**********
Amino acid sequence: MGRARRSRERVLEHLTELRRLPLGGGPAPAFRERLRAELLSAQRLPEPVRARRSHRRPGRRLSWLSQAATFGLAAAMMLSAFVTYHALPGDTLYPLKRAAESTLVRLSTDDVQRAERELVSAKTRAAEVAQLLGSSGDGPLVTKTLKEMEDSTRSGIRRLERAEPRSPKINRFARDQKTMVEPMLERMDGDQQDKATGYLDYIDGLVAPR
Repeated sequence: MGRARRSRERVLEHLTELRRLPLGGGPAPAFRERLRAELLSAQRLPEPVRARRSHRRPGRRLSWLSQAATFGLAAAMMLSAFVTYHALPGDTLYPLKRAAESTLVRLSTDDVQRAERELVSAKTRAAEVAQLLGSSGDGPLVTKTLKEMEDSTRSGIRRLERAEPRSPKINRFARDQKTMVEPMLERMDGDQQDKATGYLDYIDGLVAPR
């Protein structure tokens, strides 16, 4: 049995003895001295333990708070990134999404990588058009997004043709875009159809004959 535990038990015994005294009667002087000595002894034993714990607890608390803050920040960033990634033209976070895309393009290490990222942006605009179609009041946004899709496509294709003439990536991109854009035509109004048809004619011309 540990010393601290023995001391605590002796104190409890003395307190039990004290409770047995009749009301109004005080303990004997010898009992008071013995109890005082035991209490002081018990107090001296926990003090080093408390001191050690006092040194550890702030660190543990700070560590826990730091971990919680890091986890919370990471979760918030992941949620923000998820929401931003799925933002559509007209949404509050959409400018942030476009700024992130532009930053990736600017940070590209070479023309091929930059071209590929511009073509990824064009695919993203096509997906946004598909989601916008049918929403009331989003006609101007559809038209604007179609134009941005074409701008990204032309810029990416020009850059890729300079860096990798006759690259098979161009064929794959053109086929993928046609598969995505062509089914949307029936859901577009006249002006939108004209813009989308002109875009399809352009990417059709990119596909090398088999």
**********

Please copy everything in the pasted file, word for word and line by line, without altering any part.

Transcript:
Amino acid sequence: MGRARRSRERVLEHLTELRRLPLGGGPAPAFRERLRAELLSAQRLPEPVRARRSHRRPGRRLSWLSQAATFGLAAAMMLSAFVTYHALPGDTLYPLKRAAESTLVRLSTDDVQRAERELVSAKTRAAEVAQLLGSSGDGPLVTKTLKEMEDSTRSGIRRLERAEPRSPKINRFARDQKTMVEPMLERMDGDQQDKATGYLDYIDGLVAPR
Repeated sequence: MGRARRSRERVLEHLTELRRLPLGGGPAPAFRERLRAELLSAQRLPEPVRARRSHRRPGRRLSWLSQAATFGLAAAMMLSAFVTYHALPGDTLYPLKRAAESTLVRLSTDDVQRAERELVSAKTRAAEVAQLLGSSGDGPLVTKTLKEMEDSTRSGIRRLERAEPRSPKINRFARDQKTMVEPMLERMDGDQQDKATGYLDYIDGLVAPR
């Protein structure tokens, strides 16, 4: 049995003895001295333990708070990134999404990588058009997004043709875009159809004959 535990038990015994005294009667002087000595002894034993714990607890608390803050920040960033990634033209976070895309393009290490990222942006605009179609009041946004899709496509294709003439990536991109854009035509109004048809004619011309 540990010393601290023995001391605590002796104190409890003395307190039990004290409770047995009749009301109004005080303990004997010898009992008071013995109890005082035991209490002081018990107090001296926990003090080093408390001191050690006092040194550890702030660190543990700070560590826990730091971990919680890091986890919370990471979760918030992941949620923000998820929401931003799925933002559509007209949404509050959409400018942030476009700024992130532009930053990736600017940070590209070479023309091929930059071209590929511009073509990824064009695919993203096509997906946004598909989601916008049918929403009331989003006609101007559809038209604007179609134009941005074409701008990204032309810029990416020009850059890729300079860096990798006759690259098979161009064929794959053109086929993928046609598969995505062509089914949307029936859901577009006249002006939108004209813009989308002109875009399809352009990417059709990119596909090398088999």